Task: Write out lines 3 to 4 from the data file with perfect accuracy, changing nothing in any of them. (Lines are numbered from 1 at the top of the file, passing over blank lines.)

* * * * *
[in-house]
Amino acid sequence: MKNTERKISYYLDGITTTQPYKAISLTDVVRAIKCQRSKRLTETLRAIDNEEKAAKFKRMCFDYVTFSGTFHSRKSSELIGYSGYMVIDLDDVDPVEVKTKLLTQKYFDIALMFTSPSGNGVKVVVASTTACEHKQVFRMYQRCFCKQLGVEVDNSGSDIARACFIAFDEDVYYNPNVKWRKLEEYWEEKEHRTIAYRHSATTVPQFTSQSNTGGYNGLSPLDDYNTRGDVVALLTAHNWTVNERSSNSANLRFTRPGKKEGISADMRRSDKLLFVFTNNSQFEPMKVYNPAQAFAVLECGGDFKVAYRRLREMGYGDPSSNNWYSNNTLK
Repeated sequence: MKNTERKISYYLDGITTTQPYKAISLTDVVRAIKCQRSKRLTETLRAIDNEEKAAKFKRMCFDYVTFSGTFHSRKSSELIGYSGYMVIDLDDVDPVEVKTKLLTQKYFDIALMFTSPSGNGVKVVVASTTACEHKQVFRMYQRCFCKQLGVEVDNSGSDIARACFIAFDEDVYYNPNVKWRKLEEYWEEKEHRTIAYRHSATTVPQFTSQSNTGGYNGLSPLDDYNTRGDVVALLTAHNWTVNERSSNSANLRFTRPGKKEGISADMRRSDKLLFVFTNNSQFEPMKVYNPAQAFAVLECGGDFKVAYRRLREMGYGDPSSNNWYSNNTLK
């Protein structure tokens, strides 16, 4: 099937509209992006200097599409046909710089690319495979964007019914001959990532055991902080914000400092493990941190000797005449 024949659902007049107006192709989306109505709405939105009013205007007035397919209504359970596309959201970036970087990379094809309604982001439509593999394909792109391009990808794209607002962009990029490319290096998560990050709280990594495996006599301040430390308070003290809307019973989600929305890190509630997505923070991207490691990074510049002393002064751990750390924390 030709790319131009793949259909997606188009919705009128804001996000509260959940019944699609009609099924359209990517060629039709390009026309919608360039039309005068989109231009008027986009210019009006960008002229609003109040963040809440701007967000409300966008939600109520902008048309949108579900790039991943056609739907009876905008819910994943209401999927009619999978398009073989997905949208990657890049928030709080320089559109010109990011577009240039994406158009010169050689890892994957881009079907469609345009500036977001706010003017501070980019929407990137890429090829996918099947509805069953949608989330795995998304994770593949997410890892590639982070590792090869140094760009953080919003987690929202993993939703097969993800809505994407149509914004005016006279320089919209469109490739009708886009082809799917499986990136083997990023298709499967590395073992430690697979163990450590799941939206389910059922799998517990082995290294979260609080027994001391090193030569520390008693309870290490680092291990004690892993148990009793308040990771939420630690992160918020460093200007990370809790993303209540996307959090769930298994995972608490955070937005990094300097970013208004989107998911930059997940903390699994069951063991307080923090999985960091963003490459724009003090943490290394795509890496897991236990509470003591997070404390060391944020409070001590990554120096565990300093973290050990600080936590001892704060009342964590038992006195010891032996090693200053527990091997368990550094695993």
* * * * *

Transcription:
Repeated sequence: MKNTERKISYYLDGITTTQPYKAISLTDVVRAIKCQRSKRLTETLRAIDNEEKAAKFKRMCFDYVTFSGTFHSRKSSELIGYSGYMVIDLDDVDPVEVKTKLLTQKYFDIALMFTSPSGNGVKVVVASTTACEHKQVFRMYQRCFCKQLGVEVDNSGSDIARACFIAFDEDVYYNPNVKWRKLEEYWEEKEHRTIAYRHSATTVPQFTSQSNTGGYNGLSPLDDYNTRGDVVALLTAHNWTVNERSSNSANLRFTRPGKKEGISADMRRSDKLLFVFTNNSQFEPMKVYNPAQAFAVLECGGDFKVAYRRLREMGYGDPSSNNWYSNNTLK
């Protein structure tokens, strides 16, 4: 099937509209992006200097599409046909710089690319495979964007019914001959990532055991902080914000400092493990941190000797005449 024949659902007049107006192709989306109505709405939105009013205007007035397919209504359970596309959201970036970087990379094809309604982001439509593999394909792109391009990808794209607002962009990029490319290096998560990050709280990594495996006599301040430390308070003290809307019973989600929305890190509630997505923070991207490691990074510049002393002064751990750390924390 030709790319131009793949259909997606188009919705009128804001996000509260959940019944699609009609099924359209990517060629039709390009026309919608360039039309005068989109231009008027986009210019009006960008002229609003109040963040809440701007967000409300966008939600109520902008048309949108579900790039991943056609739907009876905008819910994943209401999927009619999978398009073989997905949208990657890049928030709080320089559109010109990011577009240039994406158009010169050689890892994957881009079907469609345009500036977001706010003017501070980019929407990137890429090829996918099947509805069953949608989330795995998304994770593949997410890892590639982070590792090869140094760009953080919003987690929202993993939703097969993800809505994407149509914004005016006279320089919209469109490739009708886009082809799917499986990136083997990023298709499967590395073992430690697979163990450590799941939206389910059922799998517990082995290294979260609080027994001391090193030569520390008693309870290490680092291990004690892993148990009793308040990771939420630690992160918020460093200007990370809790993303209540996307959090769930298994995972608490955070937005990094300097970013208004989107998911930059997940903390699994069951063991307080923090999985960091963003490459724009003090943490290394795509890496897991236990509470003591997070404390060391944020409070001590990554120096565990300093973290050990600080936590001892704060009342964590038992006195010891032996090693200053527990091997368990550094695993």